How’s about going to a Japanese junkyard on the outskirts of Asahikawa, a town nestled in the middle of Hokkaido Island, for a little visit? Just head south for a few kilometers on the road to Furano and you’ll see it, literally by the road. Whaddaya say? Knew you’d be up for it. I advise putting a hat on – it’s pretty warm and sunny out there.
The place is active. There are a number of people in the garage(s) working on cars, and a couple outside with a tow truck, so one has to be quick and discreet. Just walk, take a few snaps and be on your way. We wouldn’t want to intrude.
There are quite a few Mazdas in this place, which is great, as it’s probably the most interesting Japanese marque. Also, I’ve not been seeing many interesting ones on the streets. Take this Savanna saloon, for instance (a.k.a RX-3). No idea if it has a Wankel or a standard piston engine, but judging by the other cars here, rotaries seem to be a house specialty. [Edit: it’s a rotary, as it’s badged as a Savanna. Standard piston cars were called Grand Familias in Japan.]
So let’s start off by taking a closer gander at the Mazdas. Quite a few RX7s (of all generations) present, of course.
This is a 1990-95 Eunos JC Cosmo, one of two I saw there. It’s the last Mazda product to bear this legendary nameplate and the only triple-rotor car ever marketed. The optional twin-turbocharged 2-litre 300hp Wankel was akin to a 6-litre V12, or so Mazda liked to claim. It was the most expensive car they ever made, but it was mistimed to coincide with the Japanese bubble bursting, so only something like 8000 units were built.
I’ve not been seeing many of these 1986-91 Luce hardtops, either. These had Mazda’s first V6, though a 1.3 twin-rotor was also available. Contemporary Nissan Glorias and Toyota Crowns are still about in fairly high numbers, but Luces are really rare now. First one I’ve seen, anyway.
Here’s something you don’t see everyday either: a 1970 Daihatsu Fellow Buggy. I now wish I’d have taken a couple more pics of it, as it appears only 100 of these oddball keis were made.
This one is more familiar to me. It’s a 1977-82 Suzuki Cervo, one of the most distinctive-looking kei cars of the ‘70s. Giugiaro design, two-stroke engine in the tail, red paint – this one wants to be noticed, and it certainly is.
Nearer the garage buildings, this superb Datsun 311 1200 Deluxe looks like it just needs an oil change or a new battery to get going again like it was 1961 all over again.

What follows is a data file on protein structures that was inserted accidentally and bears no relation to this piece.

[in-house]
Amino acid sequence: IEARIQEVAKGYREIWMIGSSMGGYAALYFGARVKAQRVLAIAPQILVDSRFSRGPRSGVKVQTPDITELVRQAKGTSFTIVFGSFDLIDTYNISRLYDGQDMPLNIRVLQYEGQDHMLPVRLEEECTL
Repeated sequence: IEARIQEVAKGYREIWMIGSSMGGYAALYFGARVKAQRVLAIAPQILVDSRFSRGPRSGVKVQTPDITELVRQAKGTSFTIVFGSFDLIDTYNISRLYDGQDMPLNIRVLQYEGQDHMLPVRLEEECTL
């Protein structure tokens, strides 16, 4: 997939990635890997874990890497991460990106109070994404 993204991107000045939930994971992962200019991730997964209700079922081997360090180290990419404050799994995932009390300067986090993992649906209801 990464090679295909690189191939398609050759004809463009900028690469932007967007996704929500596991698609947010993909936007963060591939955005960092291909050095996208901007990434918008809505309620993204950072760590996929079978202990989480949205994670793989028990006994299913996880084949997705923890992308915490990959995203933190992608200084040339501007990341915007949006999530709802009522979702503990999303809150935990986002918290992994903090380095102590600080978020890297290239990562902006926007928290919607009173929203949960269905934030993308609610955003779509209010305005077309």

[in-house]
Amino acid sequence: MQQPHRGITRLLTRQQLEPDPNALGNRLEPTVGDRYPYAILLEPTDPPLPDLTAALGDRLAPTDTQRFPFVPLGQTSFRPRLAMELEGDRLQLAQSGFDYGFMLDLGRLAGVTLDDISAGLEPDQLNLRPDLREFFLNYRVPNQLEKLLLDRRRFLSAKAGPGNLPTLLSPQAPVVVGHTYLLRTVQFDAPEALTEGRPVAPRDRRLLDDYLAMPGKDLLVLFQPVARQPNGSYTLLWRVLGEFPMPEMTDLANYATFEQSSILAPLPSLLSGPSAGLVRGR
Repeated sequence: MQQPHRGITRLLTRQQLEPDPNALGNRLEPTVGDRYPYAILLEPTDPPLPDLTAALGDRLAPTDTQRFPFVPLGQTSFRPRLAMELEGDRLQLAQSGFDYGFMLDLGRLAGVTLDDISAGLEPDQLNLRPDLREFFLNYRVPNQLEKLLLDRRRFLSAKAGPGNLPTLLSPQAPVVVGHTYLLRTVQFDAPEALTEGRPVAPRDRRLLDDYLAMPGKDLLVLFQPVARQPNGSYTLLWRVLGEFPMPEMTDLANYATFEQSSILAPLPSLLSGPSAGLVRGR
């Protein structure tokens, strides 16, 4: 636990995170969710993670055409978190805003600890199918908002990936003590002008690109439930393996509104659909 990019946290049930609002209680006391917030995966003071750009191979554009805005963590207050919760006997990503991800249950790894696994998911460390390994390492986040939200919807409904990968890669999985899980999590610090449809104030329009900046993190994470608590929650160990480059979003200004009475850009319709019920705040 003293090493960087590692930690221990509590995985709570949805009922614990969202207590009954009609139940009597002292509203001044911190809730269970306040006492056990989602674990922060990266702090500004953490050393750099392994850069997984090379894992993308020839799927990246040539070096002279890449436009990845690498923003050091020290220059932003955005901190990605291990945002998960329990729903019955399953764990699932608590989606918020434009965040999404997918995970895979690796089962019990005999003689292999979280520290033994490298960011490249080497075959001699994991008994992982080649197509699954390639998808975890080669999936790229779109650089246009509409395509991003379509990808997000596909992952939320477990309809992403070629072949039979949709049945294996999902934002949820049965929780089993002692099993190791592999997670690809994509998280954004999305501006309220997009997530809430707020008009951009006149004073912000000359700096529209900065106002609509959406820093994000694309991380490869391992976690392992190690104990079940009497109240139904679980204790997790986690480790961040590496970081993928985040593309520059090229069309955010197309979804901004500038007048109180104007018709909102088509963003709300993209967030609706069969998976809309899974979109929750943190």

There are two forecourts about the place; the busier of the two has a lot of interesting metal within. I’m drawing a blank on that silver coupé with mismatched wheels – but this is CC, so I confidently predict that this mystery will be elucidated soon enough.
Aside from said mystery car, a lovely Datsun 510, more RX7s and another rarity: a Honda Life.
Let’s zoom in on that one. Those took over from the N360 in 1971 and lasted until 1974, when Honda pulled out of the kei class entirely for over a decade. Just ahead of the Honda, an R30 Skyline, a Ferrari and something up on a lift with lots of headlights peeking from within the garage, like some deep-sea creature…
The next building also has a few cool cars. The damaged R32 Skyline GT-R and a “Fairlady Z” coupé (as these are known in this part of the world) are easy enough to identify, but that gray pickup is intriguing.
Looks like an old Toyota Stout. These were popular in other parts of the globe, but sold slowly in Japan, so they were only made for export or CKD kits once Toyota swallowed Hino, in the late ‘60s.
Speaking of Hino, there’s a nice classic one next to a Nissan Cedric / Gloria Y33 that might well belong to one of the mechanics.
This Mercedes W126 coupé also looks suspiciously pristine and mildly customized, though it has no license plates, so it might be a newcomer to the yard. Thinking back on it, there were not many foreign cars about. A Cadillac Escalade, a Ferrari and a Benz. Sounds like the start of a bad joke set in south Florida.
Oops, make that two Benzes, then.
Oh, and there’s this, over in the wooded area. Yes, that is a GAZ Volga M-21 and no, these are not a common sighting here. But then if you look at a world map, you’ll see that the Russian Far East is right next door to Hokkaido, so perhaps a few Soviet relics are to be expected.
Continuing on the random theme, that wooded area also has a couple of late ‘70s Nissan Civilian buses.
Many more interesting vehicles, such as this ancient ToyoAce truck, are sadly out of reach, either because they were parked behind others, or because of the vegetation. Still, hope you enjoyed this little tour.